Associated Press

No. 8 TCU survives, advances past No. 23 West Virginia

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The tenor of No. 8 TCU’s game and season changed before the Frogs took the field today. Thanks to No. 3 Oklahoma’s stunning home loss to Iowa State, TCU’s date with No. 23 West Virginia changed from a challenge for a Big 12 College Football Playoff front-runner to a survive-and-advance test for the Big 12 College Football Playoff front-runner.

The Frogs survived, outlasting a physical West Virginia team for a 31-24 win in Fort Worth.

Trailing 3-0 late in the first quarter, TCU booted away its third punt of the day but was gifted the ball right back when a Mountaineer player blocked a TCU defender into West Virginia punt returner Jovanni Stewart, which TCU’s Vernon Scott recovered at the West Virginia 33-yard line. The Frogs punched in their only score of the first half on a 2-yard direct-snap keeper by Sewo Olonilua at the 14:16 mark of the second quarter.

After a field goal of their own to open the third quarter, Nick Orr intercepted a Will Grier overthrow and returned it 34 yards to the West Virginia 45, and Kenny Hill (15-of-28 for 188 yards, seven carries for 28 yards) pushed the lead to 17-3 on a rainbow to Jalen Reagor one play later.

However, two deep strikes from Greer pulled the Mountaineers even. The first one came on a mix-up in the TCU secondary, where Greer hit a wide open David Sills for a 64-yard score. His very next pass found Ka'Raun White for a 76-yard catch-and-dash, and less than five minutes after trailing 17-3 West Virginia had tied the game at 17-17.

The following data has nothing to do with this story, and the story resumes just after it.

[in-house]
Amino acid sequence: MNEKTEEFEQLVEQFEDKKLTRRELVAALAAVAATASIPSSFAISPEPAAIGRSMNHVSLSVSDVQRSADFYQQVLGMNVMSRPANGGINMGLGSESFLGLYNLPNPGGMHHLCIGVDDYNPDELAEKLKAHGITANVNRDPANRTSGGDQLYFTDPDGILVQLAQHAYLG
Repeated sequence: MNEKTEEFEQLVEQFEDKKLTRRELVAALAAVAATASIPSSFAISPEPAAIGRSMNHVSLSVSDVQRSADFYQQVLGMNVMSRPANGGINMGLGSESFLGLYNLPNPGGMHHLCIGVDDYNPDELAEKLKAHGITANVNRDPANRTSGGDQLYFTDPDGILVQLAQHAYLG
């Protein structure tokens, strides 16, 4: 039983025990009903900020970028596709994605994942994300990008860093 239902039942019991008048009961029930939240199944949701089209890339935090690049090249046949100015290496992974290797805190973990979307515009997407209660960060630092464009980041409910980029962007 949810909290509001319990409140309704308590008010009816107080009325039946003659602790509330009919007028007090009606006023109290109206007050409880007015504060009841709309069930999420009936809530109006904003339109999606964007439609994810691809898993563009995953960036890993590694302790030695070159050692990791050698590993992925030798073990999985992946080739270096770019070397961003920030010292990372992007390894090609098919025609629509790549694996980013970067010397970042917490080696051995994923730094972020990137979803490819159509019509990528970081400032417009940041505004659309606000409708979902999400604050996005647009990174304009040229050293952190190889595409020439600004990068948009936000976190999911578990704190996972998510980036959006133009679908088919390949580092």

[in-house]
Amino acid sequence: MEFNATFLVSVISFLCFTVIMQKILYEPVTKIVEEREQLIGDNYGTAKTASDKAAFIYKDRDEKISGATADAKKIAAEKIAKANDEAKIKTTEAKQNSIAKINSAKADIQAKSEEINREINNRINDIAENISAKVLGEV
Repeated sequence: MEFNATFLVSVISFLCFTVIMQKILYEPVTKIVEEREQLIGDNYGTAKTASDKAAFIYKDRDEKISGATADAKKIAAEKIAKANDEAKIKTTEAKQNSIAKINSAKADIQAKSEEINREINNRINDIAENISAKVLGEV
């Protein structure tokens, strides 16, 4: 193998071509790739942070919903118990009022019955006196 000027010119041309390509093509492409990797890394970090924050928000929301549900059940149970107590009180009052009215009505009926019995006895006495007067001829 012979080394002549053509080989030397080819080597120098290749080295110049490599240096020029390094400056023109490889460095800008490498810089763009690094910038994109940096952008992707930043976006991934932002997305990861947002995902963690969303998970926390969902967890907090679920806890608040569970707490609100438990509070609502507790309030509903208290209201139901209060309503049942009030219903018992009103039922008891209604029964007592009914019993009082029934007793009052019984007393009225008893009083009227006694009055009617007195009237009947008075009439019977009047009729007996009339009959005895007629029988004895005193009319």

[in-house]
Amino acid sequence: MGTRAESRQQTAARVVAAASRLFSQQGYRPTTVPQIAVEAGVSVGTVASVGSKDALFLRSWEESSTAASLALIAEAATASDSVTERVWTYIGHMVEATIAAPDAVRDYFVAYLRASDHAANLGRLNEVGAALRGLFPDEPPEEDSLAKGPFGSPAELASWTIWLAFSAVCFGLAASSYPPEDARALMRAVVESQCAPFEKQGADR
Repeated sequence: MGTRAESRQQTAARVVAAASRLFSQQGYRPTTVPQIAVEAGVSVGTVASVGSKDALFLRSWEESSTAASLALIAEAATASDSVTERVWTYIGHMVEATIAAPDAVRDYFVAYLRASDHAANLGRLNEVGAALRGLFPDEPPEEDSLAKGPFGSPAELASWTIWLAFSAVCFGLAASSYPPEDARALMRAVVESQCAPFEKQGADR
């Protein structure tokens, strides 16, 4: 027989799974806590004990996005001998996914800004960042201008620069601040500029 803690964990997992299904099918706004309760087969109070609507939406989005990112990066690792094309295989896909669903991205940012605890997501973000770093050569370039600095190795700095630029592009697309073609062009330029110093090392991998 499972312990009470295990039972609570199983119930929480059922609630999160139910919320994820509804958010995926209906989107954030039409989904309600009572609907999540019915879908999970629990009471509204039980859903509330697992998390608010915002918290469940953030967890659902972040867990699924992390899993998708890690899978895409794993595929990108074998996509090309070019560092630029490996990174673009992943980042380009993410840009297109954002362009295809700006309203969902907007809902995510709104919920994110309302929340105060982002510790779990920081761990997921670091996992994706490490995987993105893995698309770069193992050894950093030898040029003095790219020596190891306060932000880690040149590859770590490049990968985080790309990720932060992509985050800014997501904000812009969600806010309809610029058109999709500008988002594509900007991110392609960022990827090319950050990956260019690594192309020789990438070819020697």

TCU answered with its best drive of the game, a 4-play, 75-yard march completed when Hill raced in a 48-yard score on a throwback from KaVontae Turpin, giving the Horned Frogs a 24-17 lead with 15 seconds left in the third quarter.

An exchange of punts gave West Virginia the ball at the TCU 49, and a series of Justin Crawford (19 carries for a game-high 111 yards) runs set up Grier’s (25-of-45 for 366 yards) third touchdown pass of the second half, a 4-yarder to Sills, knotting the game at 24-24 with 9:50 remaining.

TCU see-sawed back in front with, if not its best possession of the season, then its most important. The Frogs ate 70 percent of the remaining clock, using six minutes and 57 seconds to travel 65 yards over 13 plays, eight of them runs. The final run came on a 3-yard keeper by Hill, who avoided two blockers to stretch across the goal line on 3rd-and-goal, staking the Frogs to a 31-24 lead with 2:53 to play.